We recently had the opportunity to sit down with Traci Harrod, the founder and director of Refuge, a non-profit organization that provides workshops, training, and consultation to faith communities and other groups that want to engage with our neighbors in the US who came through refugee resettlement. She is also the trainer for The RISE Project’s “Refugee Journey” initiative.

What is the one thing you wish you could tell Christians and church leaders about the refugee resettlement issue? Okay, perhaps one is just not possible – what are three things you wish you could tell them?
It’s important to remember that refugees are people who come here because they’ve suffered. They’re not the people we need to be afraid of, they are the victims of people we need to be afraid of. People who come through refugee resettlement are from all religions and all language groups, but I see us allowing our fear to lead us. I know people are concerned about safety. Of course, every person wants to be safe! Is it possible for someone to come through the resettlement process and do harm? Yes. Is it likely? No. Refugees are by far the most vetted people coming into our country. This process takes the longest, and it’s the most complex. So someone trying to do harm to Americans would likely not come through this channel, and it hasn’t happened yet. So when we refuse to harbor the victims of those we say are our enemies, we’re actually helping our enemies. I think it’s possible to welcome people who have been forcibly displaced due to war and trauma and also have reasonable security.

All of that said, an even higher value is that we look at what it means to reflect the heart of God. As Christ followers we need to have a higher calling than what benefits me or my political affiliation. We have to be Christian more than American. I feel like we’ve forgotten that and our first loyalty is to America. And also, we know that as Christ followers we are called to take up our crosses and follow Jesus, and we know that this is not about our rights or our comfort. The Gospel teaches us that self-preservation is not the highest calling of a Christ follower.

So I wish we’d cut through all the noise and ask what reflects the heart of Christ in terms of being inclusive and being welcoming. At the foot of the cross, all are welcome and all are equal. When we look at the people Jesus prioritized and what he taught, how do reflect that level ground in the world? I’m seeing a lack of willingness to repent of our racism and territorialism. This is more about God changing the church than it is the church changing others.

Why is it so crucial to have a “becoming us” mindset instead of an “us/them” approach?
The Bible talks about Jesus breaking down dividing walls – there’s no slave or free, Jew or Gentile.  Jesus’ mission was a unifying one. We are all in need of a Savior, and our skin color, language, and nationality don’t change that. So we need to find ways to make our circles big enough that anyone would feel welcome among us. God’s message for the world is that all are welcome with God, but our attempts to be welcoming are sometimes built on a foundation of us and them and we don’t even realize it. We’ll talk about “those people,” and even if we mean well, that keeps people separated. A true welcome draws people in until they become one of us – then the welcome ends, because they’re a part of the group! That’s why I advocate for not continuing to call people refugees. That’s the life situation that caused people to flee and come here, but once they’re here they want to belong.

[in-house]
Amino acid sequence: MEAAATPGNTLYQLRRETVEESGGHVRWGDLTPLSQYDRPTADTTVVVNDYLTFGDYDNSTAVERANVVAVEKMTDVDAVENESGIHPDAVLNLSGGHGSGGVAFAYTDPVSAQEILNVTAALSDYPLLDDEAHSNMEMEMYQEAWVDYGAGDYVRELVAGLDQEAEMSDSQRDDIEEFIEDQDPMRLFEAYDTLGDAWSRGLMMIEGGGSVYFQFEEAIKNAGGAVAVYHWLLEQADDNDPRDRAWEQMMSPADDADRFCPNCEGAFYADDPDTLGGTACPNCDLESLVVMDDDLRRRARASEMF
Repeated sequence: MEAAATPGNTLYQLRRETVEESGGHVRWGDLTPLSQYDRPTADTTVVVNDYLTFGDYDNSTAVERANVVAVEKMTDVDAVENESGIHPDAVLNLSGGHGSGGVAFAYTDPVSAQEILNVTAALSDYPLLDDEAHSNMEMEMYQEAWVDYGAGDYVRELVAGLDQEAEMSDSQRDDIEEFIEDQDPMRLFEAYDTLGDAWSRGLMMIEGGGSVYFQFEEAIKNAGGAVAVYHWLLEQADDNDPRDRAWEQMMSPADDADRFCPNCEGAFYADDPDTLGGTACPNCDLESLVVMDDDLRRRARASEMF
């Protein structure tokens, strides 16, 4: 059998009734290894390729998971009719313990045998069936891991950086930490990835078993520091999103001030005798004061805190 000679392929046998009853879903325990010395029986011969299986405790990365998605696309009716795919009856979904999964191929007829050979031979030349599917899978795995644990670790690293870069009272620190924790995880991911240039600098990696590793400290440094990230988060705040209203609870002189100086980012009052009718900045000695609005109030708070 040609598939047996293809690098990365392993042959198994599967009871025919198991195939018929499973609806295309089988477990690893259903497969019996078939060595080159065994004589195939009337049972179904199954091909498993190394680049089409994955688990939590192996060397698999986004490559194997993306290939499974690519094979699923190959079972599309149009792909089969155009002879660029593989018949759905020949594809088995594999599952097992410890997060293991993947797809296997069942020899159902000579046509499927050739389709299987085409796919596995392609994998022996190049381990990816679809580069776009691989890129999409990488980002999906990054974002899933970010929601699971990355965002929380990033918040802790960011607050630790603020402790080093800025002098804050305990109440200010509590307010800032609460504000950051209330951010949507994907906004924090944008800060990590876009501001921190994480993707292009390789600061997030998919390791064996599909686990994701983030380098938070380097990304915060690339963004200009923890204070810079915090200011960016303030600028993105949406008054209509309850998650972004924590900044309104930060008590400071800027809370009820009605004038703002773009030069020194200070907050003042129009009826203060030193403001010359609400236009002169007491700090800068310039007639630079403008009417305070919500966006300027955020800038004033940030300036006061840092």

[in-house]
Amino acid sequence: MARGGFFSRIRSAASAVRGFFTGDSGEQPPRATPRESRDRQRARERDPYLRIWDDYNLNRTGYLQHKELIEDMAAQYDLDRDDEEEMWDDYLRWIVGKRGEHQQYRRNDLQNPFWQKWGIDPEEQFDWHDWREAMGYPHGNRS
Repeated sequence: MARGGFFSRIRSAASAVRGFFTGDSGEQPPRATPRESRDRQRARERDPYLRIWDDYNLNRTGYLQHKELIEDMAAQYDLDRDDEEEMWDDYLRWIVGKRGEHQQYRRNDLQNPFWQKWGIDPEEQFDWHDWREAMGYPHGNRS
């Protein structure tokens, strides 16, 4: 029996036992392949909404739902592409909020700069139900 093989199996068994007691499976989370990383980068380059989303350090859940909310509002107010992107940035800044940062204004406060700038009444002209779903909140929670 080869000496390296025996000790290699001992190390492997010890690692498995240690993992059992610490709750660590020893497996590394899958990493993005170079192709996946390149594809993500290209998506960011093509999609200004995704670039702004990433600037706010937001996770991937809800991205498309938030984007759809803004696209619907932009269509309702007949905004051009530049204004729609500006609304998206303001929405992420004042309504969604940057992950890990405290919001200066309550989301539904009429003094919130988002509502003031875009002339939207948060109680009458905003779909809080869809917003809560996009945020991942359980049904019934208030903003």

It’s not us who have been here for generations doing things for them. That’s usually the mindset but that’s not dignity-giving and it keeps people separate and other. Instead of thinking what can we do to help or fix “them,” let’s think about how all of us become “us.” It’s not a project, it’s relationships, and we’re all learning and all teaching.

Another thing I’ve noticed is we have lots of language about being welcoming churches, and we have greeting times during services, and people to welcome guests who walk through the doors. So apparently we know that welcoming reflects the heart of God. Why restrict that to the church building?

In addition to working through the materials provided through Refuge and The RISE Project, what are some practical next steps concerned Christians can take to be part of the solution?
This is the question I get the most, but people don’t like my answer. The practical step is to repent and let God change us, because if we go out and do a project but we haven’t allowed God to change our hearts, we’re still not going to reflect the heart of Christ. So I’m not saying we don’t do other things, but this is the first thing because otherwise we’re building a house without a foundation.

People want the shortcut—-to do a used clothing drive or a soccer camp. But if we’re doing that without the right hearts we’re still going to be condescending and perpetuating an “us and them” instead of an “us.” So this means having conversations that go deeper and talk about living out the reflection of Christ and the cross in ways that are dignity-giving. How do we rearrange our worship services so that anyone from any culture would feel they belong? How do we change the way we encounter people in our community? We begin by praying earnestly and learning voraciously, and then we can start seeking out opportunities to do more. We must realize that good intentions don’t always equal good impact.